"I think formulas in general were really hard for me, because I never really had the equipment or the test days to perform and to show what I'm capable of doing", she explained. "But now with Algarve Pro, it's actually one of the first teams that gave me the chance to really be where I want to be. They trusted me as a driver and I'm enjoying it. I get along super well with the team, they really push for me."
"We had some good success in the past months – and if you have success while working, it makes for fun racing. I'm getting back to why I started racing. And especially now on this level, we have the car and line up to be top-four constantly. Sometimes stuff just doesn't work your way, but still we know what we can do."
Floersch is now ready for her third start at the most legendary race on the calendar – the 24 Hours of Le Mans, in a new line up that sees the German sharing the #47 Oreca with Jack Aitken and bronze-rated John Falb, in a ProAm entry.
"I'm going to Le Mans for the third time in a row and I'm really looking forward to it", she said. "I think actually with Jack and John – who is the Am, but actually one of the best amateurs out there and who did Le Mans already three times, so he knows what's important there – I think we really have chances", she added.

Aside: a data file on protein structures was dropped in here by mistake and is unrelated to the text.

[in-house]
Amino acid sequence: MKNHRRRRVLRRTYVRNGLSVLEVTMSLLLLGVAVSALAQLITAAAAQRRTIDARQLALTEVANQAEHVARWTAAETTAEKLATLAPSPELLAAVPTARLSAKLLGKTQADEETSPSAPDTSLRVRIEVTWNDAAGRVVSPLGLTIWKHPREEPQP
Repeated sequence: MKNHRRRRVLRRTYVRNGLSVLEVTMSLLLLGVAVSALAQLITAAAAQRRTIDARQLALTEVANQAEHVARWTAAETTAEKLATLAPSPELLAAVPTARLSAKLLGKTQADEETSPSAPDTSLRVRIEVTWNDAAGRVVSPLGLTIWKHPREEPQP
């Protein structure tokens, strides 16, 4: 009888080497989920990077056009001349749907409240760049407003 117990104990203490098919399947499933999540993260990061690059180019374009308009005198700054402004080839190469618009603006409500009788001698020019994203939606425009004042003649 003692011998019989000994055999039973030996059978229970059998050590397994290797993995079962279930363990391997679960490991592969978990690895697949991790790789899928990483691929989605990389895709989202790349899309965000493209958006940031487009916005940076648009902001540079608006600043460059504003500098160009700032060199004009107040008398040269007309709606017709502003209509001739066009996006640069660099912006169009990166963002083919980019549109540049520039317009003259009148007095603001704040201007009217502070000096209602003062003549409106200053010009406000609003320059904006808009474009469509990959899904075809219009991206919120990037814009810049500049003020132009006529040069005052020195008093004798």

"You know, you always say you want to win, but I really do believe we have chances to win with this car and team line up."
Last year, a crash in the early hours took Floersch, Calderon and Visser out of the race after Sophia was hit and subsequently collected during a sudden rain shower. At the most important race of the year, everything can go wrong in the split of a second, wiping out the work of entire months.
"In Le Mans you never know what's happening", she told us. "Most of the time something happens and it's not in your control, so we need a lot of luck as well. But I do feel it's going to be good for us this year."
One of the crown jewels of motor racing, the 90th edition of the 24 Hours of Le Mans will have even more magic, as the public returns to Circuit de la Sarthe after 2 years. Often described as a big festivity about motor racing, Le Mans is such a prestigious highlight on a drivers' resumé that often the pressure of that busy week can prevent the protagonists from fully enjoying the experience. That's not the case for Floersch.
"To be honest I enjoy everything", she told us. "Le Mans is everything you work for. I'm super looking forward to it and the whole week is really emotional – really stressful as well, but amazing at the same time. It's the first time for me doing Le Mans knowing that we can finish on the podium, it makes it even more special."